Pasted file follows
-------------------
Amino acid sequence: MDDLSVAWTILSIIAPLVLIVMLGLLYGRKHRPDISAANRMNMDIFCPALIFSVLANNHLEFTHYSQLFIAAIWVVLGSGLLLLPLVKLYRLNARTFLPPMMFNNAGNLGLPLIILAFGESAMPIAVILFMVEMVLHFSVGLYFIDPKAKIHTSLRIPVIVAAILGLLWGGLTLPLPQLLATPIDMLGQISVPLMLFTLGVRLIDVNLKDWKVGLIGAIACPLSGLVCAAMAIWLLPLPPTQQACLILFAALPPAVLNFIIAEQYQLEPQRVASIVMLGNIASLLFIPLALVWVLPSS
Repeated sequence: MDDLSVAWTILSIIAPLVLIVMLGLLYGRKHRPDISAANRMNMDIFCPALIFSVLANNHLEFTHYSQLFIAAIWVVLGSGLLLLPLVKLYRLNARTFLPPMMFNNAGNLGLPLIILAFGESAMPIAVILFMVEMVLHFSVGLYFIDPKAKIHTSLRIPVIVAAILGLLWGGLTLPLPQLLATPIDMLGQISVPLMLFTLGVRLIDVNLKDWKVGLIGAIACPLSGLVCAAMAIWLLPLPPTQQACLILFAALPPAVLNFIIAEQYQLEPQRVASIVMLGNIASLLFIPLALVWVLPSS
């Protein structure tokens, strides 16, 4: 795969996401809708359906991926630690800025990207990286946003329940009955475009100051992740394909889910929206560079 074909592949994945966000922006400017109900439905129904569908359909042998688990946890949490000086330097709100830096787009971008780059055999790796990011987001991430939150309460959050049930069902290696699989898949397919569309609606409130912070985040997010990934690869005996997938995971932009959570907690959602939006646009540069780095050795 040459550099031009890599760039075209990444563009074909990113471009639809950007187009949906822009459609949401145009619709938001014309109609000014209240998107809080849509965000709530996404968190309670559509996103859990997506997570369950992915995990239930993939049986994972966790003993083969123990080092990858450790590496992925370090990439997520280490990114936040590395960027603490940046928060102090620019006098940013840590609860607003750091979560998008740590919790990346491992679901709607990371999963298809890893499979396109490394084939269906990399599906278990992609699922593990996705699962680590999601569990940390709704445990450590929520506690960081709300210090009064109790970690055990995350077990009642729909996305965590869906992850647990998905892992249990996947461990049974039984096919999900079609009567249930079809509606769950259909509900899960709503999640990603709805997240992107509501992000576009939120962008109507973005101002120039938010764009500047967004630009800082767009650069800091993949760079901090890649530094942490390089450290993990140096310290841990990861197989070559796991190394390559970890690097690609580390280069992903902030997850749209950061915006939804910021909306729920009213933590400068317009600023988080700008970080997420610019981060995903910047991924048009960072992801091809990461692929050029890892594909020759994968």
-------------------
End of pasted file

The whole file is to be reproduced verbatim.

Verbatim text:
Amino acid sequence: MDDLSVAWTILSIIAPLVLIVMLGLLYGRKHRPDISAANRMNMDIFCPALIFSVLANNHLEFTHYSQLFIAAIWVVLGSGLLLLPLVKLYRLNARTFLPPMMFNNAGNLGLPLIILAFGESAMPIAVILFMVEMVLHFSVGLYFIDPKAKIHTSLRIPVIVAAILGLLWGGLTLPLPQLLATPIDMLGQISVPLMLFTLGVRLIDVNLKDWKVGLIGAIACPLSGLVCAAMAIWLLPLPPTQQACLILFAALPPAVLNFIIAEQYQLEPQRVASIVMLGNIASLLFIPLALVWVLPSS
Repeated sequence: MDDLSVAWTILSIIAPLVLIVMLGLLYGRKHRPDISAANRMNMDIFCPALIFSVLANNHLEFTHYSQLFIAAIWVVLGSGLLLLPLVKLYRLNARTFLPPMMFNNAGNLGLPLIILAFGESAMPIAVILFMVEMVLHFSVGLYFIDPKAKIHTSLRIPVIVAAILGLLWGGLTLPLPQLLATPIDMLGQISVPLMLFTLGVRLIDVNLKDWKVGLIGAIACPLSGLVCAAMAIWLLPLPPTQQACLILFAALPPAVLNFIIAEQYQLEPQRVASIVMLGNIASLLFIPLALVWVLPSS
């Protein structure tokens, strides 16, 4: 795969996401809708359906991926630690800025990207990286946003329940009955475009100051992740394909889910929206560079 074909592949994945966000922006400017109900439905129904569908359909042998688990946890949490000086330097709100830096787009971008780059055999790796990011987001991430939150309460959050049930069902290696699989898949397919569309609606409130912070985040997010990934690869005996997938995971932009959570907690959602939006646009540069780095050795 040459550099031009890599760039075209990444563009074909990113471009639809950007187009949906822009459609949401145009619709938001014309109609000014209240998107809080849509965000709530996404968190309670559509996103859990997506997570369950992915995990239930993939049986994972966790003993083969123990080092990858450790590496992925370090990439997520280490990114936040590395960027603490940046928060102090620019006098940013840590609860607003750091979560998008740590919790990346491992679901709607990371999963298809890893499979396109490394084939269906990399599906278990992609699922593990996705699962680590999601569990940390709704445990450590929520506690960081709300210090009064109790970690055990995350077990009642729909996305965590869906992850647990998905892992249990996947461990049974039984096919999900079609009567249930079809509606769950259909509900899960709503999640990603709805997240992107509501992000576009939120962008109507973005101002120039938010764009500047967004630009800082767009650069800091993949760079901090890649530094942490390089450290993990140096310290841990990861197989070559796991190394390559970890690097690609580390280069992903902030997850749209950061915006939804910021909306729920009213933590400068317009600023988080700008970080997420610019981060995903910047991924048009960072992801091809990461692929050029890892594909020759994968």